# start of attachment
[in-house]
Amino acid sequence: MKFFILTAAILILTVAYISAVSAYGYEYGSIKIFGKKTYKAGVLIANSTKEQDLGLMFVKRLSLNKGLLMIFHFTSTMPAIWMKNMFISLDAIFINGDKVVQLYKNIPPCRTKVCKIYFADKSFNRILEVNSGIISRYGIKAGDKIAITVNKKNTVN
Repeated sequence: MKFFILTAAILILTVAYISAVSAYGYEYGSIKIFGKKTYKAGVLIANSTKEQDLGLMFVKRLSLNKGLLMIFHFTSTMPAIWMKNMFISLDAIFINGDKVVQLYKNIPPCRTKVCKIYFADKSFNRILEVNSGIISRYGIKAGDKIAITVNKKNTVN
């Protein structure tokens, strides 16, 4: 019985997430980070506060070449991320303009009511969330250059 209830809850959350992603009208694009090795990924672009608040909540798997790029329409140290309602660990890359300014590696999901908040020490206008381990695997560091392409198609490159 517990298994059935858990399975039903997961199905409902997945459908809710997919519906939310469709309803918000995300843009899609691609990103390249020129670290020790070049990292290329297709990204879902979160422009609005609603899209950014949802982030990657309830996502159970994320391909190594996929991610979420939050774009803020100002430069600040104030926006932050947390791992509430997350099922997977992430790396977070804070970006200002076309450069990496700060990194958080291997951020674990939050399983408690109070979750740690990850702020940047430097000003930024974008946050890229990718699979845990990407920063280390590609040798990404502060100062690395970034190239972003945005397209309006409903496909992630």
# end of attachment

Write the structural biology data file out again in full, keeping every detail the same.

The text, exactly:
[in-house]
Amino acid sequence: MKFFILTAAILILTVAYISAVSAYGYEYGSIKIFGKKTYKAGVLIANSTKEQDLGLMFVKRLSLNKGLLMIFHFTSTMPAIWMKNMFISLDAIFINGDKVVQLYKNIPPCRTKVCKIYFADKSFNRILEVNSGIISRYGIKAGDKIAITVNKKNTVN
Repeated sequence: MKFFILTAAILILTVAYISAVSAYGYEYGSIKIFGKKTYKAGVLIANSTKEQDLGLMFVKRLSLNKGLLMIFHFTSTMPAIWMKNMFISLDAIFINGDKVVQLYKNIPPCRTKVCKIYFADKSFNRILEVNSGIISRYGIKAGDKIAITVNKKNTVN
């Protein structure tokens, strides 16, 4: 019985997430980070506060070449991320303009009511969330250059 209830809850959350992603009208694009090795990924672009608040909540798997790029329409140290309602660990890359300014590696999901908040020490206008381990695997560091392409198609490159 517990298994059935858990399975039903997961199905409902997945459908809710997919519906939310469709309803918000995300843009899609691609990103390249020129670290020790070049990292290329297709990204879902979160422009609005609603899209950014949802982030990657309830996502159970994320391909190594996929991610979420939050774009803020100002430069600040104030926006932050947390791992509430997350099922997977992430790396977070804070970006200002076309450069990496700060990194958080291997951020674990939050399983408690109070979750740690990850702020940047430097000003930024974008946050890229990718699979845990990407920063280390590609040798990404502060100062690395970034190239972003945005397209309006409903496909992630």